“When we think about improving food systems, workers often get sidelined,” says Tasnim Elboute. “I want to narrate the lives of those at the center of food production.” In her native Morocco, these are most often the stories of economically precarious women and girls.
An alumna of Maine Coast Semester at Chewonki (semester 48), Elboute is passionate and persistent. “Attending Chewonki got my wheels turning about the kinds of issues I wanted to pursue in college,” she says. For someone who was just beginning to identify with the idea of being an environmentalist, it was a perfect time to explore questions about American and international food systems. Elboute particularly valued the opportunity to study Salt Marsh Farm from an academic stance while also participating in the physical labor of food production.
Not surprisingly, Elboute decided to pursue environmental studies focusing on food and agriculture. She enrolled at Yale University and supplemented her studies with a junior year internship at Food First in Oakland, CA, a nonprofit “people’s think tank” dedicated to ending the injustices that cause hunger. The organization is committed to looking beyond technical solutions towards systemic change. “Food First opened my eyes to the development framework and helped me step outside US-centric literature.”
Around the same time, Elboute took a class that looked at environmentalism from an anthropological perspective. “Often, the connection between food, environmental movements, and social justice is not centered,” says Elboute. The class asked her to examine big questions: What social structures allow environmental inequities to continue? How can global food systems feed our growing world population without pushing the earth beyond its capacity? And, where could she exert pressure to make an impact?
Elboute graduated from Yale and enrolled at the School of Oriental and African Studies (SOAS) at the University of London, in the anthropology and development studies program. In 2018 she was awarded a Fulbright to study female farmworkers in Morocco, a project inspired by a previous study abroad experience in the country visiting an industrial tomato farm.
“I was stunned by the number of trucks of women moving in and out,” says Elboute, who was also surprised to hear the women described as “inputs” in her food system lectures. She was fascinated by how Moroccan agriculture conceived of the ideal farmworker so differently than in the U.S. and was curious to learn more about these women’s lives.
Elboute’s Fulbright research examined the socio-economic conditions that made Morrocan women vulnerable to exploitation by industrial farm operations, why their labor was in such high demand, and what was happening to drive change. She eventually pieced together a complex picture of cultural, environmental, and economic factors contributing to female farmers’ economic precarity in Morocco. She was surprised to learn, however, that her perspective had changed.
“I realized that I had romanticized my role,” says Elboute, who had imagined that she would offer helpful research for those interested in improving the farmworkers’ lives. “But, my idea of the problem and what needs to be done to improve the system was my own conception.” Organizing can invite real danger – particularly for a population with few safety nets, and it was not Elboute’s battle to fight. “The reality is that workers, not researchers, organize worker movements,” she says.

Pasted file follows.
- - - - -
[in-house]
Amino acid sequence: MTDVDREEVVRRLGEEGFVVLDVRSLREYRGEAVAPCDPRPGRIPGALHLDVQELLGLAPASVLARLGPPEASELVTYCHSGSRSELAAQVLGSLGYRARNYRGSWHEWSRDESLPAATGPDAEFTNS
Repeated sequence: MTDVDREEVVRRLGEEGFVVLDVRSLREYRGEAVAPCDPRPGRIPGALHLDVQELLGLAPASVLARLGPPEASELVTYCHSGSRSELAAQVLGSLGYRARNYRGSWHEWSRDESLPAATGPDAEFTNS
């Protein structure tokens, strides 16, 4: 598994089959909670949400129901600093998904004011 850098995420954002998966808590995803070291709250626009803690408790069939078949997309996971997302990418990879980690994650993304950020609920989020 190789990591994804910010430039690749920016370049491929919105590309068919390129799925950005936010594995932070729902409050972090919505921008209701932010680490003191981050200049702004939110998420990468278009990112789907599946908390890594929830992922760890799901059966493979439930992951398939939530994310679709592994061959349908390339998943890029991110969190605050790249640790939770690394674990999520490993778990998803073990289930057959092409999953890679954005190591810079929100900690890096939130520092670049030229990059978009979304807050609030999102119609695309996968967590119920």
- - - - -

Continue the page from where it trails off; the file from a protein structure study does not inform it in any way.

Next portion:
Elboute finished up her Fulbright research and decided to stay in Morocco. She took a job with Dar Si Hmad, a prominent Moroccan nonprofit that operates a fog harvesting program. The organization provides fresh drinking water to the Aït Baâmrane communities, the people of which live in an arid region just west of the Sahara desert. Although it’s not the first program of its kind, it’s the largest and has won numerous awards for its engineering accomplishments. Elboute worked as the ethnographic field school manager, using the fog harvesting site to help students see the connection between environmental science and cultural issues.
“The challenges of this site were anchored in the importance of social justice issues,” says Elboute. “You need to understand the culture – particularly who gets to drink first. Animals are economically prioritized (cattle and donkeys), then children, then elders. The women who collect the water are last.”
Before the fog harvesting program, many young women would miss school to collect water, which took an average of 3.5 hours a day. Dar Si Hmad is studying whether the fog harvesting program impacts the gender gap in terms of education and finances.
As Elboute continues to advance her understanding of global food systems, her conception of her role has changed, too. “I thought I would go down an academic path and eventually carve out a position as a scholar-activist,” says Elboute. But recently, she’s been thinking a lot more about impact litigation and the intersection of civil and environmental rights. “Legal protections allow workers to unionize and bargain collectively,” says Elboute. “I’m looking into JD programs.”
It’s a long way from her days of weeding vegetables at Salt Marsh Farm, but the thread of her journey remains strong. “What I gained from Chewonki was finding a community that challenges you to think deeply about these issues and see them on an institutional level,” she says, “It was an immersive experience.” We applaud Elboute for her work to advance social justice in our global food systems and look forward to following her journey in the future.